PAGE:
Radioresistance of Permafrost Microbial Communities by Culturing and Metabolic Activity Testingтезисы доклада

Дата последнего поиска статьи во внешних источниках: 17 октября 2017 г.

Работа с тезисами доклада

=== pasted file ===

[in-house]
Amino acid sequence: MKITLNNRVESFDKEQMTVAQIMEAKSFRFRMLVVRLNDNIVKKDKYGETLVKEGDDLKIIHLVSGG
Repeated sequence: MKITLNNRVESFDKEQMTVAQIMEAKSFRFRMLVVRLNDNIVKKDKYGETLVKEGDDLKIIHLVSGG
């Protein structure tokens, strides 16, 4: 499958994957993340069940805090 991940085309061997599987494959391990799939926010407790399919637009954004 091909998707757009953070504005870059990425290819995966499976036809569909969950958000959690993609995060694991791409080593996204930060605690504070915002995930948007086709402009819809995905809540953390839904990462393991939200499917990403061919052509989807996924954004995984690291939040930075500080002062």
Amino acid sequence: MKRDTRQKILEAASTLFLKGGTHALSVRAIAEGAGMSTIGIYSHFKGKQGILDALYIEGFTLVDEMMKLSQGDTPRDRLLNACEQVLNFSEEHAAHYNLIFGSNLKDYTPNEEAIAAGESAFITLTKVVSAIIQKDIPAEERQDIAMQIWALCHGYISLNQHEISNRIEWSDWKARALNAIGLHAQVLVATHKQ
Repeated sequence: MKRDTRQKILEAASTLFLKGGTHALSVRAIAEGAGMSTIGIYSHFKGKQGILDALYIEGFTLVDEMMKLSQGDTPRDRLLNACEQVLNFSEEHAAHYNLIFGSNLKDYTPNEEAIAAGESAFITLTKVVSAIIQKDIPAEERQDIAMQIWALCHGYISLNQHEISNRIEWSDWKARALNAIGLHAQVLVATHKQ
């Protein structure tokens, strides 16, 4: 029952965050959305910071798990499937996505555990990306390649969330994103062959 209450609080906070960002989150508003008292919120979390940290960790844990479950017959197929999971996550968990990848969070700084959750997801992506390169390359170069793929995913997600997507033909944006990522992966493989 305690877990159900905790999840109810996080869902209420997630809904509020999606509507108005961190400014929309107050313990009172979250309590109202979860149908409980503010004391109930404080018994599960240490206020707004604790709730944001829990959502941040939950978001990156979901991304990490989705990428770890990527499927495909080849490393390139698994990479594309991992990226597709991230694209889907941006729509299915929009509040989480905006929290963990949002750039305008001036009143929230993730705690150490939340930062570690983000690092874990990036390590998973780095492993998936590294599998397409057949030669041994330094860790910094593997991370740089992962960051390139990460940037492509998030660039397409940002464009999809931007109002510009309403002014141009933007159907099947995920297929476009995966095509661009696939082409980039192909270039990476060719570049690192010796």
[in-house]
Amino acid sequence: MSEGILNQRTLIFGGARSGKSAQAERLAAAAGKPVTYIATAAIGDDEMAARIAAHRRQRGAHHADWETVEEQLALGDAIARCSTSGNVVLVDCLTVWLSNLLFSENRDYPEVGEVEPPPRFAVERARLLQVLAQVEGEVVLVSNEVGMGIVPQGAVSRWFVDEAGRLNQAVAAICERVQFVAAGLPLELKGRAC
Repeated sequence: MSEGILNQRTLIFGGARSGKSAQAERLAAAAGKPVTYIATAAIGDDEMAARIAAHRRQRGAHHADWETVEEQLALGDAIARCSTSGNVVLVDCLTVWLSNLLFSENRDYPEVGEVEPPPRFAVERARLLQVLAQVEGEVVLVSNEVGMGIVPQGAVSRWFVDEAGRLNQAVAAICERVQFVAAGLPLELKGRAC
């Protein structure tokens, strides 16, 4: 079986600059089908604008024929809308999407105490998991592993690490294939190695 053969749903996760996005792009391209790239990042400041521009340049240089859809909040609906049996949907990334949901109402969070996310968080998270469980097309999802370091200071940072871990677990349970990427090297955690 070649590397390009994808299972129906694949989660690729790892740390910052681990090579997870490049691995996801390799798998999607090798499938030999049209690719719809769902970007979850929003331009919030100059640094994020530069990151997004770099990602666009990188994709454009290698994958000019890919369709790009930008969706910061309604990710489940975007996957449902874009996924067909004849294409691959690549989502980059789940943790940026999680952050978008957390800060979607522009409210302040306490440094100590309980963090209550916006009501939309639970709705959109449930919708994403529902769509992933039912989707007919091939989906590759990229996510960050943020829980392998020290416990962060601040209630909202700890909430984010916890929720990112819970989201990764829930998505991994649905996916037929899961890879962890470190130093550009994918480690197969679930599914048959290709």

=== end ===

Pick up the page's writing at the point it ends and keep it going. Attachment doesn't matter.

[1] Cheptsov V. S., Vorobyova E. A., Bulat S. A. Radioresistance of permafrost microbial communities by culturing and metabolic activity testing // International Conference Earth's Cryosphere: Past, Present and Future (June 4-8, 2017, Pushchino, Russia). Program and conference materials. — 2017. — P. 115–116. The knowledge about limits of resistance of microbial communities to impact of ionizing radiation is still scarce. According to different authors, sterilizing doses vary from 15 to more than 50 kGy. However, in recent years, it has been shown that Cryomyces antarcticus fungi remain viable after exposure to gamma radiation at doses up to 117 kGy, and microbial communities of extreme habitats withstand exposure to the doses up to 1 MGy (if irradiated under low pressure and low temperatures). It confirms necessity of further investigation of the limits of microorganisms’ radioresistance. We irradiated ancient Arctic permafrost by gamma rays (60Co source) with dose gradient 159, 343, 463, 743, 1000, 1350 kGy in conditions close to normal (+ 16oC, 1 atm.) in order to estimate the limit of resistance of its microbial community to gamma radiation. Culturable bacteria were found in samples irradiated by doses of up to 463 kGy. Amongst them, representatives of the genera Microbacterium, Kocuria, Micrococcus, Tsukamurella, Dietzia (all related to Actinomycetales) and Sporosarcina (related to Bacillales) were identified. With increasing of doses, the number of CFUs decreased more rapidly than the total number of cells determined by epifluorescence microscopy. It allows to assume that part of the cells have entered to the viable but nonculturable state. Even at the minimal dose (159 kGy) the potential metabolic activity of the microbial community as shown by multisubstrate testing (MST) was drastically reduced and as was noted the only one substrate (peptone) was utilized. After irradiation with higher doses, metabolic activity by the MST method was not detected at all. In general, studied microbial community showed high resistance to gamma radiation, which is beyond the scope of existing knowledge. The obtained data confirm that the radioresistance of microorganisms being entrapped into the complex natural substrates is significantly underestimated. This work was supported by the Russian Foundation for Basic Research (grant № 16-34-01275).

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